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Re-migrants from Venezuela claiming mineral-rich land must prove citizenship – Foreign Minister

Foreign Affairs Minister Carl Greenidge

Re-migrant Guyanese from Venezuela claiming land in Ekereku, Region Seven must be able to prove their citizenship to the satisfaction of immigration authorities a statement from the Ministry of Foreign Affairs said.

The ministry issued a statement on  Friday noting the claims to the mineral-rich land is not a straightforward case. The statement came following a report in sections of the local media.

Cabinet has mandated the requisite ministries and agencies to investigate the matter, the statement added.

The ministry said while the government is committed to ensuring the rights of our indigenous peoples are respected, none of the persons in question has been able to prove their citizenship to the satisfaction of immigration authorities.

Without this proof, they are not entitled to enter Guyana without permission from the relevant authorities.

In such a case, there can be no claim to assets in Guyana since the ministry is unsure whether these persons are Guyanese or whether they actually hold Venezuelan citizenship.

The ministry also cited security and other legal issues arising from the persons claiming land where gold is being mined without proper documentation.

Guyana’s parliamentary bipartisan committee on foreign relations on Wednesday expressed concern about the welfare of persons arriving from Venezuela seeking refuge from that country’s deepening political and economic crisis.

The committee agreed to ask Minister  Greenidge and Minister of Citizenship and Immigration, Winston Felix to appear before the next committee hearing to explain what is being done to assist those coming from Venezuela to settle easily.

Government member of the Committee, Minister of Education, Nicolette Henry preferred to await the the dispatch of a report to Cabinet and the Foreign Relations Committee. However, Committee Chairman, Gail Teixeira said there was no need to await a report to offer humanitarian service. I don’t mind waiting but there are people who need help.” she said.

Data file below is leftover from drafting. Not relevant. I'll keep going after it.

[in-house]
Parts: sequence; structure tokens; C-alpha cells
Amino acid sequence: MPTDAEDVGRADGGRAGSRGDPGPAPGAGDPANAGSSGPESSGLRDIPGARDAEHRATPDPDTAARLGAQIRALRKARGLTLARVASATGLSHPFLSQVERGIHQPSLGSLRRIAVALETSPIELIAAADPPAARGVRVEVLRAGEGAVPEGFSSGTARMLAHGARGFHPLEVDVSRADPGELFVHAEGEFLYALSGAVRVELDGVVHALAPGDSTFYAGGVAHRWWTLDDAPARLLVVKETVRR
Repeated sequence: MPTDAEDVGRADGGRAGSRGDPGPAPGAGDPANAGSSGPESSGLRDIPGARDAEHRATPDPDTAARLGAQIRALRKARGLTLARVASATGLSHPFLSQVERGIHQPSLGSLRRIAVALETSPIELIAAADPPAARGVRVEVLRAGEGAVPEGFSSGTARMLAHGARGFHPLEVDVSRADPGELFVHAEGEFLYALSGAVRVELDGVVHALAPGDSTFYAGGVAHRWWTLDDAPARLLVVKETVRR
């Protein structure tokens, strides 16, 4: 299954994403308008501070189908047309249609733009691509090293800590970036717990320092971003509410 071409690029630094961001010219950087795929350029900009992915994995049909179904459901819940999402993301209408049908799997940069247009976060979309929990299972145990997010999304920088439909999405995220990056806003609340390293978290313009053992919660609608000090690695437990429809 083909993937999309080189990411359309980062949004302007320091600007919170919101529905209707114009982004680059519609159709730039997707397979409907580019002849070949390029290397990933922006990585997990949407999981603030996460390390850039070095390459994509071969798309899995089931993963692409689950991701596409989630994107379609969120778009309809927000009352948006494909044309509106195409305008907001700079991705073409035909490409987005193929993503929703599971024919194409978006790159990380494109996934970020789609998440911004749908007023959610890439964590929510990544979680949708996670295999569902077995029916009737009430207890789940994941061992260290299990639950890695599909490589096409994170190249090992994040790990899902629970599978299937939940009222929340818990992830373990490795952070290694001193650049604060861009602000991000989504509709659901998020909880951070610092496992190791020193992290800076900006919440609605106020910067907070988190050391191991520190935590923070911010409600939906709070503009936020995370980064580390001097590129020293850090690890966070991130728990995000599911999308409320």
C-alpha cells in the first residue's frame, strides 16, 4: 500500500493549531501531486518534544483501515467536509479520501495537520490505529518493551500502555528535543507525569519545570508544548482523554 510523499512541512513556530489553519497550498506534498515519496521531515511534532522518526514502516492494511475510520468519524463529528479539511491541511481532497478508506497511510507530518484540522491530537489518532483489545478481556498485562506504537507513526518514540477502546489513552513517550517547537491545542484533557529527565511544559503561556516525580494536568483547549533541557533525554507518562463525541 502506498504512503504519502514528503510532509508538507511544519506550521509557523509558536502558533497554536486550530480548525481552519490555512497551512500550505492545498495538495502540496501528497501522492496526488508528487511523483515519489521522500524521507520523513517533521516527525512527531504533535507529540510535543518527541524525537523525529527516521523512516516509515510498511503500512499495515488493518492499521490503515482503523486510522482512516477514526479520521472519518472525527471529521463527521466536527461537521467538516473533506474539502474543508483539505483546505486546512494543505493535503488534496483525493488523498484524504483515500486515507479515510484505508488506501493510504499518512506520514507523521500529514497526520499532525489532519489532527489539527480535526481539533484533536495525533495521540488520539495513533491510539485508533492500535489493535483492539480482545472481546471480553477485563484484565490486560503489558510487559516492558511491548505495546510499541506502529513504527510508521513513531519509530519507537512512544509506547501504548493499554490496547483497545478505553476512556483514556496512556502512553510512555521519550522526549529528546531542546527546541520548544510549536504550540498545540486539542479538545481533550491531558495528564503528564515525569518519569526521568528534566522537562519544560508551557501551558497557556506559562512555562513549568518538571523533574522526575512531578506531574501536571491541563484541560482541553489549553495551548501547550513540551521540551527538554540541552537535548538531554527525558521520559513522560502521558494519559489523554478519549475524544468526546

Opposition member of the Foreign Relations Committee, Zulficar Mustapha told the Committee that he was concerned that adequate funding and other support was not being provided by government. He noted that the Language Institute was charging about GY$3,500 for the translation of a document, although many of the persons returning and seeking help did not have sufficient monies.

The categories of persons coming from Venezuela include Venezuelans, Guyanese and Venezuelans of Guyanese origin. Teixeira questioned whether the authorities knew if children returning with their parents were being enrolled in Guyanese schools,being  registered by the Guyana Elections Commission and issued Guyana’s national identification cards. “Is the government or any agency providing that kind of social support?”, she queried. Nigel Dharamlall, also from the PPP, has already expressed fears that the Committee’s work was “very suspect” and should be addressed. He asked that answers be provided about those applying for citizenship, the mechanisms for them to be included in the national database and if there is a system in place to allow them to register after the statutory deadline for continuous registration has passed,

Official figures provided by Minister of Citizenship and Immigration in a letter show that between 2013 and 2018, there were about 15,539 arrivals from Venezuela, 15,062 left and 477 were believed to be still in Guyana.

Minister Henry said the presence of Venezuelans was “nothing new”, but Teixeira pointed out that “these are undocumented persons who were crossing the border”